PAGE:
Software development, like any composite development activity, is a process full of risks.
The risks are both technical and programmatic; that is, risks that the software or website will not perform as intended or will be too difficult to operate/browse, adjust, or preserve are technical risks, whereas risks that the project will overrun cost or schedule are programmatic risks.
The goal of QA is to reduce these risks. For example, coding standards are established to ensure the delivery of quality code.
If no standards are set, there exists a risk that the code will not meet the usability requirements, and that the code will need to be reworked.
If standards are set but there is no explicit process for assuring that all code meets the standards, then there is a risk that the code base will not meet the standards.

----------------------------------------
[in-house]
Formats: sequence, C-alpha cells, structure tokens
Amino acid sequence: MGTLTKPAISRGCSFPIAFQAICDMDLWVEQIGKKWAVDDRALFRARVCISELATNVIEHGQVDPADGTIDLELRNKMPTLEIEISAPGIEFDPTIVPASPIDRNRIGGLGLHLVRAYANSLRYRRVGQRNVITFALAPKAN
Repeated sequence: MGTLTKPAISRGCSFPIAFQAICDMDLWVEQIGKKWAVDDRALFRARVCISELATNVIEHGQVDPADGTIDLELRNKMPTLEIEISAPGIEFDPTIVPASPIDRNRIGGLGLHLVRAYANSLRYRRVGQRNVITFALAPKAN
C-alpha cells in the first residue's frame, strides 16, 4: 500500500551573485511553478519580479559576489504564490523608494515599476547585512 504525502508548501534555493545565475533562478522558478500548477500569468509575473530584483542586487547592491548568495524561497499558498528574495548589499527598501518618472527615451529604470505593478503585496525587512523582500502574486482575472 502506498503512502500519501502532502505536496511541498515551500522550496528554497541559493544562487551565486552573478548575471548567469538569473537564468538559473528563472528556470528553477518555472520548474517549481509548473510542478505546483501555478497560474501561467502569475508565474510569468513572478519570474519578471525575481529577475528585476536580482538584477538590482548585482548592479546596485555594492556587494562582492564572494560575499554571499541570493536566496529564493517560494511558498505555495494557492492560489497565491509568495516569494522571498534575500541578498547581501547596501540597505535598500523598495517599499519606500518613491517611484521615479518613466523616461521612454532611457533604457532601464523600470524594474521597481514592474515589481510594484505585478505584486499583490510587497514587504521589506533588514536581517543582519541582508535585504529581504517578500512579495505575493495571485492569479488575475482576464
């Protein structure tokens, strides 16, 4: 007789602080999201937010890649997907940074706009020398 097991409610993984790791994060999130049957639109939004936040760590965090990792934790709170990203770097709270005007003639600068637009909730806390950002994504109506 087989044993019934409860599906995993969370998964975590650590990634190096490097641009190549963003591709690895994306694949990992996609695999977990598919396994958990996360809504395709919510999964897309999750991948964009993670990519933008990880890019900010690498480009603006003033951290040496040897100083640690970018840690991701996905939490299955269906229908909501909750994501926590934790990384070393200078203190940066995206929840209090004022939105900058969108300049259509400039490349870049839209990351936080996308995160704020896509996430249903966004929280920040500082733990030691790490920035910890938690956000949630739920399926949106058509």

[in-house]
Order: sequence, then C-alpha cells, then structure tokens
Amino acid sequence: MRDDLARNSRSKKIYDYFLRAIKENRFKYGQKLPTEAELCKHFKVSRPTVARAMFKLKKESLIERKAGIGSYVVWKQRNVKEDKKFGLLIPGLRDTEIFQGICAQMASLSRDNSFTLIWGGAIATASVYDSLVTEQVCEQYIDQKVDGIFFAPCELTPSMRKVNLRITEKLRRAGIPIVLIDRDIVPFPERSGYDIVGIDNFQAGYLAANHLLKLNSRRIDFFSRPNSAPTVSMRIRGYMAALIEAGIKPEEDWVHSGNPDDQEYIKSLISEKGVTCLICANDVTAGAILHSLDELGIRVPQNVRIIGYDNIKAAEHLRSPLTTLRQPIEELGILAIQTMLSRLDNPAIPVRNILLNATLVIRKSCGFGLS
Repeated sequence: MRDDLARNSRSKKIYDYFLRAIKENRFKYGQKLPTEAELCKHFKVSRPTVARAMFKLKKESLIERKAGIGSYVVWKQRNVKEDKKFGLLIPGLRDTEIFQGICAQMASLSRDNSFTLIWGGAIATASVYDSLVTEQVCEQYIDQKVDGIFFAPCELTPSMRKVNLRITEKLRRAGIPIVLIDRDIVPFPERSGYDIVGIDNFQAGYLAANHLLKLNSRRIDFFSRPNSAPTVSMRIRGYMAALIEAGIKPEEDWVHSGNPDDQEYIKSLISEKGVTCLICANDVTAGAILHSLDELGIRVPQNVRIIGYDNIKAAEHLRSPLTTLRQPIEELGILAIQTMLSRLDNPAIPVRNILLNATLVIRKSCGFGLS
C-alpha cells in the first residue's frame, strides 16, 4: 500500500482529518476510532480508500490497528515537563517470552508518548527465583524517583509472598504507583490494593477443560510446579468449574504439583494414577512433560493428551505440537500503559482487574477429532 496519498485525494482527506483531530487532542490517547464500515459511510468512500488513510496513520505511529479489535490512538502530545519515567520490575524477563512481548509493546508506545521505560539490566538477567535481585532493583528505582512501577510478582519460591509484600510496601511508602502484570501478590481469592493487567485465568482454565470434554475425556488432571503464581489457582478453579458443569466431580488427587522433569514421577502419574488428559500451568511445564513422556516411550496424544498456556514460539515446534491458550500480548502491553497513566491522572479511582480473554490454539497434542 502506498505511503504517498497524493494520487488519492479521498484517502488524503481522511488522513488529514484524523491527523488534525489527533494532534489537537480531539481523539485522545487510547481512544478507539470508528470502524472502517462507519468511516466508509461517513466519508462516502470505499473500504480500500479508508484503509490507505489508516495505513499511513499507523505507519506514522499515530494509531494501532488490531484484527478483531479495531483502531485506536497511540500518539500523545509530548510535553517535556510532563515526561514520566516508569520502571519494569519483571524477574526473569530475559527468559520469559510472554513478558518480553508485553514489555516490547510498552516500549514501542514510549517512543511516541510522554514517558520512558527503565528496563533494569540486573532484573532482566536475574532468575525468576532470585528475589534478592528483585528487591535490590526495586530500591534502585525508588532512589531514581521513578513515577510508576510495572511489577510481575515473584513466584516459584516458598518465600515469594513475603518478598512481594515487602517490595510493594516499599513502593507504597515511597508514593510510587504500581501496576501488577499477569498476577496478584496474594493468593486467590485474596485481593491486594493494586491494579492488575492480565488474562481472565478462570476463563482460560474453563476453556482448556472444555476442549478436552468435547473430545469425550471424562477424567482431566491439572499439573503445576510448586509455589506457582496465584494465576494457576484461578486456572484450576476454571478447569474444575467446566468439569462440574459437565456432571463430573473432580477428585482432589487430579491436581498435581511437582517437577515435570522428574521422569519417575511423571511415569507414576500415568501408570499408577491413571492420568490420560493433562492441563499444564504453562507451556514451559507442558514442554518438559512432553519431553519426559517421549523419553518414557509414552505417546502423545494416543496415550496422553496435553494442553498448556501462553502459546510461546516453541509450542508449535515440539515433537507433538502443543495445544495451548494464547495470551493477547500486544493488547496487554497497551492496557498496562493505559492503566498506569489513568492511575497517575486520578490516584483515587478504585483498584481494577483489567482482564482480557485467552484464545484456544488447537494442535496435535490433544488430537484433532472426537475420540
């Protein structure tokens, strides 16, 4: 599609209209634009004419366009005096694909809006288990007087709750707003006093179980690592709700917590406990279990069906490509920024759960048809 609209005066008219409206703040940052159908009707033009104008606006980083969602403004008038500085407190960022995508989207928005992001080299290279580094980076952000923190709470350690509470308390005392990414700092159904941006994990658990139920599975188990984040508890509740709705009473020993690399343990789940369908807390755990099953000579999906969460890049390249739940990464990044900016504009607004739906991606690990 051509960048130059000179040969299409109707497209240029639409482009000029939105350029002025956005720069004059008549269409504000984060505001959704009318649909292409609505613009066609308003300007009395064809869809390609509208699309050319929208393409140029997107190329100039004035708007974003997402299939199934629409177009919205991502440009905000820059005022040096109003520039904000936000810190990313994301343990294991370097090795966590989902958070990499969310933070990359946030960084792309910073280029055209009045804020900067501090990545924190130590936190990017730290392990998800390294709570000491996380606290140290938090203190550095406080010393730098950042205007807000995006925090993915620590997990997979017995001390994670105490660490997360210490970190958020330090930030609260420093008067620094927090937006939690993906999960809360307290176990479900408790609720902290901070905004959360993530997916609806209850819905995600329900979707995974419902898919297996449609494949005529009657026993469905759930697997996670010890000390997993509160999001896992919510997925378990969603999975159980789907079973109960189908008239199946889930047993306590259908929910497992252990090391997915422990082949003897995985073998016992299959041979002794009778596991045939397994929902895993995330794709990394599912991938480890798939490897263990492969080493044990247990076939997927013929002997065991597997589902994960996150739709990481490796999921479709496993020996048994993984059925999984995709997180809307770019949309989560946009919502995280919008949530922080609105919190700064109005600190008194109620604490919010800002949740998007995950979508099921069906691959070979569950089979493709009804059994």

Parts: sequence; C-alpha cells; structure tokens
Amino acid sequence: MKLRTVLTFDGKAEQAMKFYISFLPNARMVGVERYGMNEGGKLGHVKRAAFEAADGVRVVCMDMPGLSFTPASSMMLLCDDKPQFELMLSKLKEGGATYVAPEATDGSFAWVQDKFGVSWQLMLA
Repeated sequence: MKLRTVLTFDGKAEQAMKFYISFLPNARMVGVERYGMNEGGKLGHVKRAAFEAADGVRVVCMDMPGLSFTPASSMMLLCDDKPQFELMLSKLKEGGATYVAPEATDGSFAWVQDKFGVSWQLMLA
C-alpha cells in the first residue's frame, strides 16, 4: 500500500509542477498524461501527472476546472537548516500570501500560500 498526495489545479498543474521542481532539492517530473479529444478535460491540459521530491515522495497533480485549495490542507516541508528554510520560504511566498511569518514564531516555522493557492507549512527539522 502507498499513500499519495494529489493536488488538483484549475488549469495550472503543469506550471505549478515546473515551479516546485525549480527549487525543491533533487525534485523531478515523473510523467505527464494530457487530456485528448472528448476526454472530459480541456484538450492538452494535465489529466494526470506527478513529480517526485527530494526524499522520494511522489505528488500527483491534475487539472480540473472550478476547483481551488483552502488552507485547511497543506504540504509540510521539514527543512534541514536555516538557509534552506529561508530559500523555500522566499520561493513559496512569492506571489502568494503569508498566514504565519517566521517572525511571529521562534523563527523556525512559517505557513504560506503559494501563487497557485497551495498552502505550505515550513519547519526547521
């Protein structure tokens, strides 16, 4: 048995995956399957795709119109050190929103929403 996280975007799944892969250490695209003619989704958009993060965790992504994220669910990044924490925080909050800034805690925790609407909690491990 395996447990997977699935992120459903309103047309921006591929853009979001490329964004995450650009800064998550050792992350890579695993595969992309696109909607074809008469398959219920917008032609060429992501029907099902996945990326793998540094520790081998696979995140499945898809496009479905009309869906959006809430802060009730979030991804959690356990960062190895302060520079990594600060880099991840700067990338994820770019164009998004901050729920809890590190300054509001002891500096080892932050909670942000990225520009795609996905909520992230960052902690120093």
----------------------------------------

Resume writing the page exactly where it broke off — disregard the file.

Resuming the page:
Similarly, the lack of an Error Management and Defect Life Cycle workflow increases the risk that problems in the software will be forgotten and not corrected, or that important problem will not get priority notice.
The QA process is compulsory in a software development cycle to reduce these risks, and to assure quality in both the workflow and the final product.
To have no QA activity is to increase the risk that unacceptable code will be released.